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Why Germany raises ire in a struggling Europe

On the eve of a major EU summit aimed at saving the euro, anti-German sentiment is on the rise, with many in struggling eurozone countries tired of Berlin's dictates.

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Irish Prime Minister Enda Kenny (l.) and German Chancellor Angela Merkel reviewed an honor guard during a welcoming ceremony in Berlin on Nov. 16.

John Mac dougall/AFP/Getty Images

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As the most powerful economy in Europe, Germany has traditionally had a proud place at the heart of the European Union. But the signs – from protests to newspaper editorials – are increasing that its less-powerful neighbors are growing weary of receiving dictates from Berlin.

Founded to ensure an end to war in Europe, the EU is descending into a war of words as many worry that what might be good for Berlin is bad for others. And the debate over how to proceed is coming into sharp focus on the eve of an EU summit starting Thursday that is aimed at preventing the collapse of the euro. After months of promises, demands, claims and counterclaims, the EU is now being led toward something approaching a fiscal union, a move proposed and primarily designed by Germany and France.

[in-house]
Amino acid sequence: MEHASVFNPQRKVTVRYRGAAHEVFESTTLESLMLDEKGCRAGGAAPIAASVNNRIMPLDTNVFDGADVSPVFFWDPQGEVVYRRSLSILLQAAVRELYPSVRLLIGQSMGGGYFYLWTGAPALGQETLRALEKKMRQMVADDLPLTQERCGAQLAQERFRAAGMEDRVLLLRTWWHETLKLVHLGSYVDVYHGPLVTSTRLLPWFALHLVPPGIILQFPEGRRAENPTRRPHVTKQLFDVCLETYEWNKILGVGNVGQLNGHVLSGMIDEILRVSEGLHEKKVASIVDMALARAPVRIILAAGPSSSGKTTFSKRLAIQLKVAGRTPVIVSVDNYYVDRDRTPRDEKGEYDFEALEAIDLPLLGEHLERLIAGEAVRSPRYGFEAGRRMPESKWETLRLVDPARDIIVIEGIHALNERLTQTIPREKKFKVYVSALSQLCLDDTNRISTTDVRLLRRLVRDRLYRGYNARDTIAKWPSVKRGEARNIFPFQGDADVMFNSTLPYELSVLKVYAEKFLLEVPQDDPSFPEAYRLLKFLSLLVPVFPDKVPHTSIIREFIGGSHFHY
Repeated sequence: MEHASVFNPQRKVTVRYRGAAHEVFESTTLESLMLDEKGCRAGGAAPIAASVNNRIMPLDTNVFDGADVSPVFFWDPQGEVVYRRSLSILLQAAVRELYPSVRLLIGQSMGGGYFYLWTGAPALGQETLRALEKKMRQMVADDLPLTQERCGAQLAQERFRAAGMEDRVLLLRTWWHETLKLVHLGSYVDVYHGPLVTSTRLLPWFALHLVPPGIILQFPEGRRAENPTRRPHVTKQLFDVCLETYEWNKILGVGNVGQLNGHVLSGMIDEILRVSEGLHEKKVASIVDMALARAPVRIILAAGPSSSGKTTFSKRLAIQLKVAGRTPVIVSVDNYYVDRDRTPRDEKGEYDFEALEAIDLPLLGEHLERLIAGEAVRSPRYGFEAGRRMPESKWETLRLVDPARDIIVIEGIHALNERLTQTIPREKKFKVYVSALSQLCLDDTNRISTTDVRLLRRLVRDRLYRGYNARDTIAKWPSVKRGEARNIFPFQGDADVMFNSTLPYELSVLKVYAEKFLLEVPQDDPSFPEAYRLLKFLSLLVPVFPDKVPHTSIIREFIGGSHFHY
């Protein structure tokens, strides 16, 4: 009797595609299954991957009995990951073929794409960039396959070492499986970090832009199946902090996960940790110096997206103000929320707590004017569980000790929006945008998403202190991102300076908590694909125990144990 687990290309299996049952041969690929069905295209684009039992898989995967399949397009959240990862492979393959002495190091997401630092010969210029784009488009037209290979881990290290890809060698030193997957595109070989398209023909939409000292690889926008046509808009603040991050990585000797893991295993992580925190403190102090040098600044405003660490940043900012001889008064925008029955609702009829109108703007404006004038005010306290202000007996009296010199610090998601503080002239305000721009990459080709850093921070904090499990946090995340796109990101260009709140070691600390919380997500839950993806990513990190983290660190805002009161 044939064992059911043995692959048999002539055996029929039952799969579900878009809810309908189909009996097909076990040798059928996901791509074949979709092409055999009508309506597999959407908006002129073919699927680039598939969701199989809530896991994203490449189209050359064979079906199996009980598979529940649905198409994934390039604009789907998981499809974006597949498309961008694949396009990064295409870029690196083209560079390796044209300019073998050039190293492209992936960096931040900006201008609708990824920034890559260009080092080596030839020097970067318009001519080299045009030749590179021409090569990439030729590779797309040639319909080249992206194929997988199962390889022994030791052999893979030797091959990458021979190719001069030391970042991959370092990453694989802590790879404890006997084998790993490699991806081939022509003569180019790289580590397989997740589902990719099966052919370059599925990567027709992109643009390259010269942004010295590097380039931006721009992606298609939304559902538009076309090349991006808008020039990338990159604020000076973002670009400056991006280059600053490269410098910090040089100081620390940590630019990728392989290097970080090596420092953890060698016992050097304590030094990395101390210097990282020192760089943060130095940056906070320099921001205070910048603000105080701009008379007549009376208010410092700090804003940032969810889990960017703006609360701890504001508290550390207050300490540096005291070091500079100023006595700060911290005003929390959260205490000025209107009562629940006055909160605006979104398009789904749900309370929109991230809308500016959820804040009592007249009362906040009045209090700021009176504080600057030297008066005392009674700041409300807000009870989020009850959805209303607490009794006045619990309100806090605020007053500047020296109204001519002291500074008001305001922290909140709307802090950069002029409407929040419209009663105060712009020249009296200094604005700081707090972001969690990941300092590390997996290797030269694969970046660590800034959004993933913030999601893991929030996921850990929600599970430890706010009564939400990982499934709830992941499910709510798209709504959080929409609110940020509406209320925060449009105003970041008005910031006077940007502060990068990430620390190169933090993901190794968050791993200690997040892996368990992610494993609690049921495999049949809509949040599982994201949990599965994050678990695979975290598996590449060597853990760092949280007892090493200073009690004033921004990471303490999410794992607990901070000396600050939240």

Gerry Feehily, a journalist and novelist based in Paris, says Germany is bearing the brunt of criticism over the handling of the debt crisis. "The Germans are damned if they do, and damned if they don't," he says. "Everyone is waiting for the Germans to come up with the solution to the crisis, and at the same time [is wringing] their hands about the increase in German power to dominate Europe."

Others are not ready to condemn Germany, saying that if anything, the country's inaction is a greater worry than its flexing of muscle.

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